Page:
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A Quiet Place II is a taut monster movie with emotional depth



Co-writer/director John Krasinski helms this follow-up to his wildly successful 2018 sci-fi horror film A Quiet Place, about The Abbott family—father Lee (Krasinski), mother Evelyn (Emily Blunt), deaf daughter Regan (Millicent Simmonds), oldest son Marcus (Noah Jupe), and youngest son Beau (Cade Woodward)—who are living in a post-apocalyptic world inhabited by blind monsters attracted to sound. After a flashback about how the invasion took place, Part II picks up right where the first film ends, with the Abbotts—now without Lee and Beau, who were killed, but with a newborn infant—escaping their compromised home and venturing out into the world, only to discover the monsters that hunt by sound aren't the only dangers that await them. (97 min.)

INTO THE UNKNOWN After the events of the first film, the remaining Abbotts—(left to right) Marcus (Noah Jupe), Evelyn (Emily Blunt) and her newborn, and Regan (Millicent Simmonds)—set out to find a safe haven, in A Quiet Place Part II, screening in local theaters. - PHOTO COURTESY OF PARAMOUNT PICTURES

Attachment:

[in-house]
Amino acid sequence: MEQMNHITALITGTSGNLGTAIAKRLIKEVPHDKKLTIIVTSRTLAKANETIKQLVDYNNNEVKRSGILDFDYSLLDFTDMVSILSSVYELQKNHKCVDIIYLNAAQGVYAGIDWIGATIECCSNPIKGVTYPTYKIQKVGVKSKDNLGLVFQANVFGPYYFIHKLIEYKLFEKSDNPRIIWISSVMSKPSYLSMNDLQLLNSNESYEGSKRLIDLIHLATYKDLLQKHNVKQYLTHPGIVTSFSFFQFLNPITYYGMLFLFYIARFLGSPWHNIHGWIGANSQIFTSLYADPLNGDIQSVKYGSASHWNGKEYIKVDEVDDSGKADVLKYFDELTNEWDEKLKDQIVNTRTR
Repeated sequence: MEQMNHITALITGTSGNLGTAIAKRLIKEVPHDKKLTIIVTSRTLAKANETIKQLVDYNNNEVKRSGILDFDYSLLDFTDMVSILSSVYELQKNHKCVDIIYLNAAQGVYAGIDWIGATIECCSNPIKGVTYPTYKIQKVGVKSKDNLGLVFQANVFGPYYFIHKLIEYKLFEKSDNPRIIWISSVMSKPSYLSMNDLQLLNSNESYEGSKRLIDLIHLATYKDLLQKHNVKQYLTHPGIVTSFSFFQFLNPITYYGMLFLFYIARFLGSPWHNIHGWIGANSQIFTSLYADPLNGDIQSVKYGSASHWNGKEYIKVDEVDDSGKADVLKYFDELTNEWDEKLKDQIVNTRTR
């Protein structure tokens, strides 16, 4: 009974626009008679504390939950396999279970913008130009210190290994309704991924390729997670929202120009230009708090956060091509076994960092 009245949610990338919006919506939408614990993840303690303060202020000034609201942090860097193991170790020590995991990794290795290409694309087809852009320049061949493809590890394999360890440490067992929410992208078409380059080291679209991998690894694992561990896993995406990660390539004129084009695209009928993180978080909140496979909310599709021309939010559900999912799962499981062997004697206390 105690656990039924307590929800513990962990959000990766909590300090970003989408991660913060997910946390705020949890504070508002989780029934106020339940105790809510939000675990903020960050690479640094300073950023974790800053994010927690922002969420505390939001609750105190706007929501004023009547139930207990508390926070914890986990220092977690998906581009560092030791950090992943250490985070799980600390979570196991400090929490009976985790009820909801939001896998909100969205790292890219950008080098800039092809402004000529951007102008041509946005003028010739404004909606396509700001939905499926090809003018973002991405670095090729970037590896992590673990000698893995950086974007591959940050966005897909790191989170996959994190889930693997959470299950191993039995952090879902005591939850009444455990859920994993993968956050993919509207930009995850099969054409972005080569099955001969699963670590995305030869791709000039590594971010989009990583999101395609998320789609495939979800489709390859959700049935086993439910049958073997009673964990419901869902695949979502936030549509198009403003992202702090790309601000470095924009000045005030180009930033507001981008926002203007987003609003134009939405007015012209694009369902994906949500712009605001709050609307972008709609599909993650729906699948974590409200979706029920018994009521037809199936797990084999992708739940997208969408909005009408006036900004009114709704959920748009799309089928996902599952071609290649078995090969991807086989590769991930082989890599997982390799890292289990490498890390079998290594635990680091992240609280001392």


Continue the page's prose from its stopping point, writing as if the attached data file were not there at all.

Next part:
• Photo Courtesy Of Paramount Pictures
  • INTO THE UNKNOWN After the events of the first film, the remaining Abbotts—(left to right) Marcus (Noah Jupe), Evelyn (Emily Blunt) and her newborn, and Regan (Millicent Simmonds)—set out to find a safe haven, in A Quiet Place Part II, screening in local theaters.

Glen Like its predecessor, Part II is dripping with tension. Unlike its predecessor, there's no big buildup to the creature reveal. Krasinski shows us the monsters right in the opening flashback as their homey little burg goes about its business with a Little League baseball game. Then the sky turns to fire as the aliens land, and soon all hell breaks loose. It's a fun opening that quickly settles into the taut resolution of the first film when Lee died to protect his family. Now Evelyn, Regan, Marcus, and the infant have to find a new safe haven, so begins their journey to the next signal fire over and Emmett (Cillian Murphy), a family friend who lost his wife and young son to the creatures. This is a story about people in a crisis and the way they react. Lee was a good man, Emmett less so, but as the story carries on we meet people who've lost their humanity entirely. It's also about Marcus and Regan learning to stand on their own and take care of themselves. For a monster movie, it's got surprising emotional depth.